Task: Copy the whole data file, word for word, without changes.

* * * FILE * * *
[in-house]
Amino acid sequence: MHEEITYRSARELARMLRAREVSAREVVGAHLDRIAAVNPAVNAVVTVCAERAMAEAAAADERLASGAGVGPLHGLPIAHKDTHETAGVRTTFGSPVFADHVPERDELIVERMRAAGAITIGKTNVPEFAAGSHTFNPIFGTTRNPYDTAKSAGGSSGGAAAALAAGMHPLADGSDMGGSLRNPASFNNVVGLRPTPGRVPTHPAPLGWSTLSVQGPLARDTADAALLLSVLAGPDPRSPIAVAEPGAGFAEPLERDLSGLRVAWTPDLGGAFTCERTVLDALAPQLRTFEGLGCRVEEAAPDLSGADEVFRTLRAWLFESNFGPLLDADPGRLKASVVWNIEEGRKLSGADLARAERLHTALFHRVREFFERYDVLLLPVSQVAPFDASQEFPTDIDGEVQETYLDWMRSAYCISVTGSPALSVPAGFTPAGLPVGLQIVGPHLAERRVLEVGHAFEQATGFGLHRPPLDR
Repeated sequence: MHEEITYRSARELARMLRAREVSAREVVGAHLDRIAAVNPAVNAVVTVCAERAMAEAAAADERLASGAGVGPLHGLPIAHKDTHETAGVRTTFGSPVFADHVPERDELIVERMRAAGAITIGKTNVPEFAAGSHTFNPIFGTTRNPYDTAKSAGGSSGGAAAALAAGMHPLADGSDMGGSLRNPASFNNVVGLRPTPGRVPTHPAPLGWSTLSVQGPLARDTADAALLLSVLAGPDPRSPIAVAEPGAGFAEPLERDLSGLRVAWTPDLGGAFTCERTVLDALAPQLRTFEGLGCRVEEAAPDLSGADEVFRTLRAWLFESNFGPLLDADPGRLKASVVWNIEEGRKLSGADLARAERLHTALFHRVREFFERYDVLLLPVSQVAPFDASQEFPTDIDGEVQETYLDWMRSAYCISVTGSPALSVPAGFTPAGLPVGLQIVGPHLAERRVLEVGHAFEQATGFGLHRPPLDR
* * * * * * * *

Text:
[in-house]
Amino acid sequence: MHEEITYRSARELARMLRAREVSAREVVGAHLDRIAAVNPAVNAVVTVCAERAMAEAAAADERLASGAGVGPLHGLPIAHKDTHETAGVRTTFGSPVFADHVPERDELIVERMRAAGAITIGKTNVPEFAAGSHTFNPIFGTTRNPYDTAKSAGGSSGGAAAALAAGMHPLADGSDMGGSLRNPASFNNVVGLRPTPGRVPTHPAPLGWSTLSVQGPLARDTADAALLLSVLAGPDPRSPIAVAEPGAGFAEPLERDLSGLRVAWTPDLGGAFTCERTVLDALAPQLRTFEGLGCRVEEAAPDLSGADEVFRTLRAWLFESNFGPLLDADPGRLKASVVWNIEEGRKLSGADLARAERLHTALFHRVREFFERYDVLLLPVSQVAPFDASQEFPTDIDGEVQETYLDWMRSAYCISVTGSPALSVPAGFTPAGLPVGLQIVGPHLAERRVLEVGHAFEQATGFGLHRPPLDR
Repeated sequence: MHEEITYRSARELARMLRAREVSAREVVGAHLDRIAAVNPAVNAVVTVCAERAMAEAAAADERLASGAGVGPLHGLPIAHKDTHETAGVRTTFGSPVFADHVPERDELIVERMRAAGAITIGKTNVPEFAAGSHTFNPIFGTTRNPYDTAKSAGGSSGGAAAALAAGMHPLADGSDMGGSLRNPASFNNVVGLRPTPGRVPTHPAPLGWSTLSVQGPLARDTADAALLLSVLAGPDPRSPIAVAEPGAGFAEPLERDLSGLRVAWTPDLGGAFTCERTVLDALAPQLRTFEGLGCRVEEAAPDLSGADEVFRTLRAWLFESNFGPLLDADPGRLKASVVWNIEEGRKLSGADLARAERLHTALFHRVREFFERYDVLLLPVSQVAPFDASQEFPTDIDGEVQETYLDWMRSAYCISVTGSPALSVPAGFTPAGLPVGLQIVGPHLAERRVLEVGHAFEQATGFGLHRPPLDR